and nevada and colorado, a sign that both campaigns are moving full steam ahead toward tuesday after slowing down in sandy's aftermath. back to you . >> steve: five-days to go . you saw it live when the president landed air force took marine 1 to tour the devastation in the jersey shore. interestingly enough. you can see the president of the united states shaking hands with chris christy. when they were in marine 1 and touring the shore line. someone had wrote romney. romney was a message that they got from marine one. >> election is not that far away. >> gretchen: meanwhile the widespread destruction for sandy is most expensive in history. people are slowly getting back to daily routines. six million remain without power and could be weeks before the lights are turned back on. and the death tollis up to 74 . that number expected to keep climbing as workers comb through rubble. battery park of new york and we'll have the latest. good morning to you . >> we are right here in battery park underpass here walking along the police line. can'tcan't get further . there is 50 fet water. the presiden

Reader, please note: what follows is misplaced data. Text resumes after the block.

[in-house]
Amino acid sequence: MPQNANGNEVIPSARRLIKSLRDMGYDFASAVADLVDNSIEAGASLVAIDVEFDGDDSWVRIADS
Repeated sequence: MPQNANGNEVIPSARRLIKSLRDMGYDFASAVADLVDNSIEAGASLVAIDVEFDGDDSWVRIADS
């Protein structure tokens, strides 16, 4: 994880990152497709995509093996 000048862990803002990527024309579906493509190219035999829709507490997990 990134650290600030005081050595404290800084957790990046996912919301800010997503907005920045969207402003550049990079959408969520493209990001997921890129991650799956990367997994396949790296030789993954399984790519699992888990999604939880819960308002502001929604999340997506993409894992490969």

the country in the swing states, the differences are pretty dramatic. you look at nevada, for example. 11.8% unemployment. look at colorado. it has 8% unemployment. you look at some of the other swing states where the unemployment rate has been drifting lower. ohio, for example, a very big, important state on tuesday. 7% unemployment. and when you look at ohio's jobless rate you can see that it has been coming down a little bit, and the polls, john weigh in on the polls, the polls are so interesting because the most recent poll that we have the cnn/orc poll, shows obama with a little bit of a lead over romney. >> most of the polls in ohio show consistently the president between two and four points. ohio is interesting. the unemployment there below the rest of the country. so the economic argument in ohio hasn't been about good economy/bad economy. they kind of microtargeted which is why the romney campaign focused on the issue of coal for instance. hitting the issue of coal hard. >> and the microtargeting is so interesting because every state is different. it has a different economic fing